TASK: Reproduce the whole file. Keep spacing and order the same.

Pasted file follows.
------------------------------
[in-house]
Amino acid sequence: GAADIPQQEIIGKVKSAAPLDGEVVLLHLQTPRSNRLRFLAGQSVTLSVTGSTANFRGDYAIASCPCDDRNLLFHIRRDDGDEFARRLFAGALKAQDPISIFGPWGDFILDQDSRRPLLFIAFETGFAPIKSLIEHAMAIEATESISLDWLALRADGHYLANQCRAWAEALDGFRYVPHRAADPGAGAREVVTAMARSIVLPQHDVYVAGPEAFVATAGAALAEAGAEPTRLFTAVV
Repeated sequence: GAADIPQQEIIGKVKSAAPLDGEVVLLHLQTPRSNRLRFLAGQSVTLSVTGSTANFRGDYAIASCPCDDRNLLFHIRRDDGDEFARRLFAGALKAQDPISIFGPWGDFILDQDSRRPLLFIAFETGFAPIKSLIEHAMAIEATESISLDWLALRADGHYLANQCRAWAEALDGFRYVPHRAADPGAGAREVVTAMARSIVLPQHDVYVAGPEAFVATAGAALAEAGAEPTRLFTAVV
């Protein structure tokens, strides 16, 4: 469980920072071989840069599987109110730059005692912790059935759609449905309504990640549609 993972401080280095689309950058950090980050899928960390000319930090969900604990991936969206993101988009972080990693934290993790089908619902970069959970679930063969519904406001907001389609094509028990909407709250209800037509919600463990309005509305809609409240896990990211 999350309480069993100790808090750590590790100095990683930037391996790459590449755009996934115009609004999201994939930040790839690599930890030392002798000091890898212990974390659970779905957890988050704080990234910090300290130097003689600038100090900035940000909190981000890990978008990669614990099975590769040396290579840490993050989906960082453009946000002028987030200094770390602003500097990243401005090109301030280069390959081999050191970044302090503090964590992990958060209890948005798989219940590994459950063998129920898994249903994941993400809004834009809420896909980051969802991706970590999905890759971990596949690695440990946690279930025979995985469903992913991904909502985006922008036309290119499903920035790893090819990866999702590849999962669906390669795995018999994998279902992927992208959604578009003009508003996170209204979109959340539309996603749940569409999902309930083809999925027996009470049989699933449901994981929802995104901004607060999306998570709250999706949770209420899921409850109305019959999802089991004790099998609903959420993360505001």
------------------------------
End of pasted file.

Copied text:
[in-house]
Amino acid sequence: GAADIPQQEIIGKVKSAAPLDGEVVLLHLQTPRSNRLRFLAGQSVTLSVTGSTANFRGDYAIASCPCDDRNLLFHIRRDDGDEFARRLFAGALKAQDPISIFGPWGDFILDQDSRRPLLFIAFETGFAPIKSLIEHAMAIEATESISLDWLALRADGHYLANQCRAWAEALDGFRYVPHRAADPGAGAREVVTAMARSIVLPQHDVYVAGPEAFVATAGAALAEAGAEPTRLFTAVV
Repeated sequence: GAADIPQQEIIGKVKSAAPLDGEVVLLHLQTPRSNRLRFLAGQSVTLSVTGSTANFRGDYAIASCPCDDRNLLFHIRRDDGDEFARRLFAGALKAQDPISIFGPWGDFILDQDSRRPLLFIAFETGFAPIKSLIEHAMAIEATESISLDWLALRADGHYLANQCRAWAEALDGFRYVPHRAADPGAGAREVVTAMARSIVLPQHDVYVAGPEAFVATAGAALAEAGAEPTRLFTAVV
């Protein structure tokens, strides 16, 4: 469980920072071989840069599987109110730059005692912790059935759609449905309504990640549609 993972401080280095689309950058950090980050899928960390000319930090969900604990991936969206993101988009972080990693934290993790089908619902970069959970679930063969519904406001907001389609094509028990909407709250209800037509919600463990309005509305809609409240896990990211 999350309480069993100790808090750590590790100095990683930037391996790459590449755009996934115009609004999201994939930040790839690599930890030392002798000091890898212990974390659970779905957890988050704080990234910090300290130097003689600038100090900035940000909190981000890990978008990669614990099975590769040396290579840490993050989906960082453009946000002028987030200094770390602003500097990243401005090109301030280069390959081999050191970044302090503090964590992990958060209890948005798989219940590994459950063998129920898994249903994941993400809004834009809420896909980051969802991706970590999905890759971990596949690695440990946690279930025979995985469903992913991904909502985006922008036309290119499903920035790893090819990866999702590849999962669906390669795995018999994998279902992927992208959604578009003009508003996170209204979109959340539309996603749940569409999902309930083809999925027996009470049989699933449901994981929802995104901004607060999306998570709250999706949770209420899921409850109305019959999802089991004790099998609903959420993360505001």